Your blogs look good as everyone else has said. Your progress is just fine. Keep up the posts and continue on. Keep on making sawdust.Lots of Work - Minimal Results
Before I start, if anyone has any suggestions to make my blog more readable, please let me know. I spend about an hour on each entry and I still feel that they are severely lacking. I can't do much about the topics since I only blog what I'm working on. I try to include photos too. I may be a bit long winded though. Any criticism would REALLY be appreciated.
I debated whether to post today because it doesn't look like I did much, although I think I did lots with few visual results. I committed to blogging this project through to the end since I think I can finish it on my week off, so I guess I should do it right. I should take one moment to say that my wife has been very good about taking care of our daughter during the day so I can work on this, but there is one catch. My daughter's playpen shares a wall with the garage. We are also trying to get her used to afternoon naps, so anytime it looks like she might zonk out, power tools have to go off. Inevitably she is ready to sleep anytime I finish laying out my cuts and have just put on my safety equipment. I spent 5 hrs working today, but probably could have done this in 3-4 if I was on my own schedule.
In the morning I ran some errands and one of those errands was to get 3" screws. That allowed me to firm up the base that I had just nailed together the prior day. I decided diagnal bracing with 2×4's wasn't necessary because of a couple design modifications (covered later).
Now that the base was nailed and screwed, I needed to add my wheel supports. These came from a 1'x4' piece. Here is is marked for cutting. Hopefully you can see the 8 triangles.
After cutting them I tried to double them up with glue. I know the clamping pressure is not sufiicient for that much surface area. I thought it would make it easier to assemble everything, but changed my mind after the first two.
Now I've got somewhere to attach the wheels once I decide which to use. Here is what I've got
4 of these:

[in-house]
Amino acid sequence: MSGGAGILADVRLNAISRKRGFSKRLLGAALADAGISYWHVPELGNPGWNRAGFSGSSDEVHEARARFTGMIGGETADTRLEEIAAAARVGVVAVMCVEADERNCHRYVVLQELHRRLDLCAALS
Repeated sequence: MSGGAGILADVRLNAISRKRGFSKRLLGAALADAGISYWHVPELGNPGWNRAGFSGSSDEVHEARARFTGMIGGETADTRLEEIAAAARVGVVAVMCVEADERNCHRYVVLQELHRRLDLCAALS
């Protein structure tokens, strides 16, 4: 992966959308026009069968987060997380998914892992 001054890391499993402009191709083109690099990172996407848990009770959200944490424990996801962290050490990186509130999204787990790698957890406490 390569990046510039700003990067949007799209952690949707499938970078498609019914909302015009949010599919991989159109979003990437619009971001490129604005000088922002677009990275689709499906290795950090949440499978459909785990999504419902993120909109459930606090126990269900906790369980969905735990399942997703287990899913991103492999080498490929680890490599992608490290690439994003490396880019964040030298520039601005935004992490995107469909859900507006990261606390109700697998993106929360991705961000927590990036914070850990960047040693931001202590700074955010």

or two of each of these:
I've still got a day to think about the wheel choices. Now I flip over the base so it is right side up and start working my way upward. Here is the first change I made. I realized that while my design modifications would be fine for long lumber storage, I kind of need a floor to support the upright shorts. So, I'm swapping out a 2×4 from the original plans with a 1×6 to be used later. Now, the 2 pieces of 4'x6" plywood I cut yesterday are going to become part of the base. Here you can see it glued up. IT will serve as a floor for the cutoffs and will give an edge for the "A-frame" type structure to push against.
I also decided I'm going to use some scrap shelving to make a floor for the plywood. I'm certain that I could store the plywood across the exposed 2×4's but it might do some damage to the edges, particularly when trying to load and unload the 3/4" pieces. This is my 3rd cheat (1st was using old pegboard, 2nd was swapping out a 2×4 for a 1×6 (although the 1×6 was even cheaper)).
Now I need to start in on some of these large sides. I layed out the windows on the plywood support side. I plunge cut with the circular saw. This did scare me a bit because it feels like I'm cutting on a table saw without a fence or miter gauge. I'm not sure what the difference is except for maybe h.p.m but I guess it worked fine. here are the pictures
Once all is done, it looks like this:
So here is what I still need to do.
1 attach wheels
2 Attach the MDF to the base for the plywood storage side.
3 Attach the cleats
4 Cut the shelves to width and angle the edges to match the slant of the sides (the sides will be 18" apart at the base, with 3 subsequent shelves being 16", 14", and 12".
5 Attach the shelves
6 layout the dividers (unless you guys think my plunge cuts came out perfectly straight)
7 attach dividers
8 attach the front of the cut-off bin